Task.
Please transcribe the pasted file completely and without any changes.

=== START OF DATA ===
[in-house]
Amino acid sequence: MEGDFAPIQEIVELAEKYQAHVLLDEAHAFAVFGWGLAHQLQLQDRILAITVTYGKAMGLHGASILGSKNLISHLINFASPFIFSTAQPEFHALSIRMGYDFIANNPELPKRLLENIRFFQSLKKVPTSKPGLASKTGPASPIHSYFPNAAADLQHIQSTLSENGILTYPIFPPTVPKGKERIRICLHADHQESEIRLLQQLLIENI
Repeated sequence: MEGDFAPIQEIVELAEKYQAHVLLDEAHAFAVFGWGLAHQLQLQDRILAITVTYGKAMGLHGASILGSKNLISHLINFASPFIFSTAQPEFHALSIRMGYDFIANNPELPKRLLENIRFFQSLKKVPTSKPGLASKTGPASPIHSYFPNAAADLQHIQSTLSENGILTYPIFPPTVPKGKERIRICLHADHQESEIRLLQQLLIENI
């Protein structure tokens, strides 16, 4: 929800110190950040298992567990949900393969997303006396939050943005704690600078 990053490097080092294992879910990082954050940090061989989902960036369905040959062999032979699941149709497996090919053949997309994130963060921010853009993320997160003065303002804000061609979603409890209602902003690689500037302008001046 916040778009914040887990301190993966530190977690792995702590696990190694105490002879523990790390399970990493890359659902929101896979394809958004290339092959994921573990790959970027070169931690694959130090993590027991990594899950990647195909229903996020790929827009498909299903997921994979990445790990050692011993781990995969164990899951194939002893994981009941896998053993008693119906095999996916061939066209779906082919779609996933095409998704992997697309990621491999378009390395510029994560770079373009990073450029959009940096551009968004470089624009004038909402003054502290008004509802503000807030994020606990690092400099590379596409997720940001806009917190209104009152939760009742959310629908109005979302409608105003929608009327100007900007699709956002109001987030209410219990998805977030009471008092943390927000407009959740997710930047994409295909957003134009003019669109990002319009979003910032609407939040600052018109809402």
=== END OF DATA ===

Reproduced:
[in-house]
Amino acid sequence: MEGDFAPIQEIVELAEKYQAHVLLDEAHAFAVFGWGLAHQLQLQDRILAITVTYGKAMGLHGASILGSKNLISHLINFASPFIFSTAQPEFHALSIRMGYDFIANNPELPKRLLENIRFFQSLKKVPTSKPGLASKTGPASPIHSYFPNAAADLQHIQSTLSENGILTYPIFPPTVPKGKERIRICLHADHQESEIRLLQQLLIENI
Repeated sequence: MEGDFAPIQEIVELAEKYQAHVLLDEAHAFAVFGWGLAHQLQLQDRILAITVTYGKAMGLHGASILGSKNLISHLINFASPFIFSTAQPEFHALSIRMGYDFIANNPELPKRLLENIRFFQSLKKVPTSKPGLASKTGPASPIHSYFPNAAADLQHIQSTLSENGILTYPIFPPTVPKGKERIRICLHADHQESEIRLLQQLLIENI
């Protein structure tokens, strides 16, 4: 929800110190950040298992567990949900393969997303006396939050943005704690600078 990053490097080092294992879910990082954050940090061989989902960036369905040959062999032979699941149709497996090919053949997309994130963060921010853009993320997160003065303002804000061609979603409890209602902003690689500037302008001046 916040778009914040887990301190993966530190977690792995702590696990190694105490002879523990790390399970990493890359659902929101896979394809958004290339092959994921573990790959970027070169931690694959130090993590027991990594899950990647195909229903996020790929827009498909299903997921994979990445790990050692011993781990995969164990899951194939002893994981009941896998053993008693119906095999996916061939066209779906082919779609996933095409998704992997697309990621491999378009390395510029994560770079373009990073450029959009940096551009968004470089624009004038909402003054502290008004509802503000807030994020606990690092400099590379596409997720940001806009917190209104009152939760009742959310629908109005979302409608105003929608009327100007900007699709956002109001987030209410219990998805977030009471008092943390927000407009959740997710930047994409295909957003134009003019669109990002319009979003910032609407939040600052018109809402």